The US Chip Blockade against China Is Creating Unplanned Consequences, by Mihai Macovei

Without fail, when governments interfere in private market, things don’t turn out as planned. From Mihai Macovei at mises.org:

The US trade and tech wars against China continued under President Joe Biden, who escalated export controls related to technology. The US wants to cut China’s access to advanced semiconductors and the equipment used to manufacture them in order to prevent their use for military purposes. The restrictions follow the CHIPS and Science Act, passed in August 2022 which showers $52 billion in subsidies on the US chip industry and grants over $200 billion in additional research and development (R&D) and science funding.

The alleged purpose of the US protectionist moves is to strengthen “national security” as revealed by the recent strategy, which singles out China as the main challenger to the world order upheld by the US. President Biden warned that the US faces a “decisive decade” in its rivalry with China in order to preserve a long-term competitive edge. Yet, a deeper analysis shows that the US policy is rather meant to contain China’s overall technological and economic progress. It also reveals the US government intentions to depart further from free-market solutions to bolster its economy, which reduces economic welfare and stokes the risk of military confrontation down the road.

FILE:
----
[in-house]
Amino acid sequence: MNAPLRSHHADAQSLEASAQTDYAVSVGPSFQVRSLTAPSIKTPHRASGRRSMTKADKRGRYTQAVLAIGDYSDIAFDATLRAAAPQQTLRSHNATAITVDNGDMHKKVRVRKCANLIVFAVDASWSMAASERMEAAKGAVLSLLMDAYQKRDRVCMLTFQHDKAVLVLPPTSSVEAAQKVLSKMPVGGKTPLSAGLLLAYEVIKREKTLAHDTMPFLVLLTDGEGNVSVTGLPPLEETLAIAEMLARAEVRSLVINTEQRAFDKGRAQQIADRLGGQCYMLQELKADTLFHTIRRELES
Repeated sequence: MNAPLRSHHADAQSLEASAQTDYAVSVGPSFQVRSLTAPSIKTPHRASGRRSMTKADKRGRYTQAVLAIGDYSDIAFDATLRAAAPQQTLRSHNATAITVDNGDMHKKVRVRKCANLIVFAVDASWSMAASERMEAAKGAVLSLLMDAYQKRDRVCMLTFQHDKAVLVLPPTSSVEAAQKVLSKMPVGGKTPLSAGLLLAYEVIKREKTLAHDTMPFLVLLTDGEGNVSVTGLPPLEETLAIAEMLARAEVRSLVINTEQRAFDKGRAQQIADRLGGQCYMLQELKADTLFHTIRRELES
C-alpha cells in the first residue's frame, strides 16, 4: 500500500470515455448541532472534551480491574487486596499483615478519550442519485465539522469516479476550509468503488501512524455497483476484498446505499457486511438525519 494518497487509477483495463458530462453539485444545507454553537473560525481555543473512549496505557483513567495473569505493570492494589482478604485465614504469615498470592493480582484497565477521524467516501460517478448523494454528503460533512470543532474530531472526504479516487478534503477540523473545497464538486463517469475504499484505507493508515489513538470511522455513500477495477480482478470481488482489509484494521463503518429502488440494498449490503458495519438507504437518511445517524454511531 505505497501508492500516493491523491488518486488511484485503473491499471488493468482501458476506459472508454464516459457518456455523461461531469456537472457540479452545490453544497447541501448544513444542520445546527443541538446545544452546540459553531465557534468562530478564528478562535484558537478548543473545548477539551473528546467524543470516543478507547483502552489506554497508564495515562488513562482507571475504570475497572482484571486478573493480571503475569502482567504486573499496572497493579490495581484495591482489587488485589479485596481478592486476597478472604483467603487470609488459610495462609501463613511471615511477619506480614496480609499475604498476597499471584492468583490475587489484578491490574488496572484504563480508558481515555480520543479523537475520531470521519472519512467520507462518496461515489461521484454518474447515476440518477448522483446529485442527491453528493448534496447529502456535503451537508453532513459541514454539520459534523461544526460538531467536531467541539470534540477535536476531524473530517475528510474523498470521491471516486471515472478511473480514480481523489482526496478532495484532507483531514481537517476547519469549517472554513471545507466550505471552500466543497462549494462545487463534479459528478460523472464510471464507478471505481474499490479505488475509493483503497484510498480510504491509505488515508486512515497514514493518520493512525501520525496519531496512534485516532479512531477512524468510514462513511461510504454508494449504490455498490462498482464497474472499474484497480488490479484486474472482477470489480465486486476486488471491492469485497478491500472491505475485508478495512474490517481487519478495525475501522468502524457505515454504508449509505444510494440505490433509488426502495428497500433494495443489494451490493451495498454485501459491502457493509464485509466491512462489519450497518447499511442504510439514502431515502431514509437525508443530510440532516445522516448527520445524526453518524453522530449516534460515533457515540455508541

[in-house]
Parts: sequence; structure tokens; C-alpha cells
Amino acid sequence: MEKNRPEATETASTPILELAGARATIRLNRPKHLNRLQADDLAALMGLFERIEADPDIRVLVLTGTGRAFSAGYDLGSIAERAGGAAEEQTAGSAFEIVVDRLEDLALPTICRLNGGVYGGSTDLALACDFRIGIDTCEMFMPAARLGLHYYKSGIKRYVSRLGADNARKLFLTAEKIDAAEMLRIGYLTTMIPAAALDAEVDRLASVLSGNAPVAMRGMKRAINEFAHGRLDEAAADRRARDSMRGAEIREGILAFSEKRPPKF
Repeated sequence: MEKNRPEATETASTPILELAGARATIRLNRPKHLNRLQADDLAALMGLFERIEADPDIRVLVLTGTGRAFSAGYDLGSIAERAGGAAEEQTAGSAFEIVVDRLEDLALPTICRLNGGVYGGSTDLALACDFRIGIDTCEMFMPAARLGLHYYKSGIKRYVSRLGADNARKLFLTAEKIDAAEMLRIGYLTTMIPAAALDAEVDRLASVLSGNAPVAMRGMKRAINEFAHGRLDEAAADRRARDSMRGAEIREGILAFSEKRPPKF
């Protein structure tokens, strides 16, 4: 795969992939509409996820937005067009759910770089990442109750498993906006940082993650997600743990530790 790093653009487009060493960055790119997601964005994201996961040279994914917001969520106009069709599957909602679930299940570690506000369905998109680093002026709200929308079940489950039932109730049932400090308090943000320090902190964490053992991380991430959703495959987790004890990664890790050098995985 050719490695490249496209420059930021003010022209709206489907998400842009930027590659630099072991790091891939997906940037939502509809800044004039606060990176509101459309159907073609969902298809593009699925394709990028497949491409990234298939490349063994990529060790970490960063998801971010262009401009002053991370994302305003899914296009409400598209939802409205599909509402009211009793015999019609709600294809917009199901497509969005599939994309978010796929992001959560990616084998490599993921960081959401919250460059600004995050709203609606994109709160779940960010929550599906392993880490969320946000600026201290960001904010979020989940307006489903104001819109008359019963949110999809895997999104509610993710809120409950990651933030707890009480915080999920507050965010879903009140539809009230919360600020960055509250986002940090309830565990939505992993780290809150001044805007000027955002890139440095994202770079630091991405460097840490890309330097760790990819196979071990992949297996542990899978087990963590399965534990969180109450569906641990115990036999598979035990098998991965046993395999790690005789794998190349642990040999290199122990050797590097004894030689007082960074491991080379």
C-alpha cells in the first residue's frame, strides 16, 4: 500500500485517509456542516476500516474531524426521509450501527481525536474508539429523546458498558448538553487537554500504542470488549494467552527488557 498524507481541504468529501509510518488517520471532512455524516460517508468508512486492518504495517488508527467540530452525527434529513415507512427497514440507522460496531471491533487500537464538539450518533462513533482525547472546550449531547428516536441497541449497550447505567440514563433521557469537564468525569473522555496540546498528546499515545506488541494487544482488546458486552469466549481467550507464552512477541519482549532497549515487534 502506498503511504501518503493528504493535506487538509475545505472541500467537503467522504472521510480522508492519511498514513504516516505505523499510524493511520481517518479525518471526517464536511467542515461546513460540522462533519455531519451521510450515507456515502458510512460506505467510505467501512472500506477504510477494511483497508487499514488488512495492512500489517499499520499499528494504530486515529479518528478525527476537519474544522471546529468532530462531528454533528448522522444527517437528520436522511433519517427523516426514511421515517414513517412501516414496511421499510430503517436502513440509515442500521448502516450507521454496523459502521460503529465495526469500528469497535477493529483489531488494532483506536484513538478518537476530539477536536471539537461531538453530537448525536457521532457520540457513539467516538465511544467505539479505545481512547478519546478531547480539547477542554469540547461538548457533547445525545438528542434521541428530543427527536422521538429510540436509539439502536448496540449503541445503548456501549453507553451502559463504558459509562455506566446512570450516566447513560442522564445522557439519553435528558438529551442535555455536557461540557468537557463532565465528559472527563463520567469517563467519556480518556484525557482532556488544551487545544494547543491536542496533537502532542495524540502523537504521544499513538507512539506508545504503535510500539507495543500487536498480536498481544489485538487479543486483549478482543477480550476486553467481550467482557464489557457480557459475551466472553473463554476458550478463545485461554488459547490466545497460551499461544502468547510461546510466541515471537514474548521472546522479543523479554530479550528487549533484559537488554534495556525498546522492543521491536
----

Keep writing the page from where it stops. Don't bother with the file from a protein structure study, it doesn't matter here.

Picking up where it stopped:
US Dominates the Global Semiconductor Value Chains

Alarmist views that the US semiconductor industry is in need of subsidies and trade protection are not supported by facts. The US has remained the global semiconductor market leader, with almost 50 percent of annual sales since the late 1990s, despite a gradual decline in its share of chips manufacturing (graph 1). Most important, manufacturing represents less than one fifth of the semiconductor production chain and the US dominates the top end of the overall supply chain.

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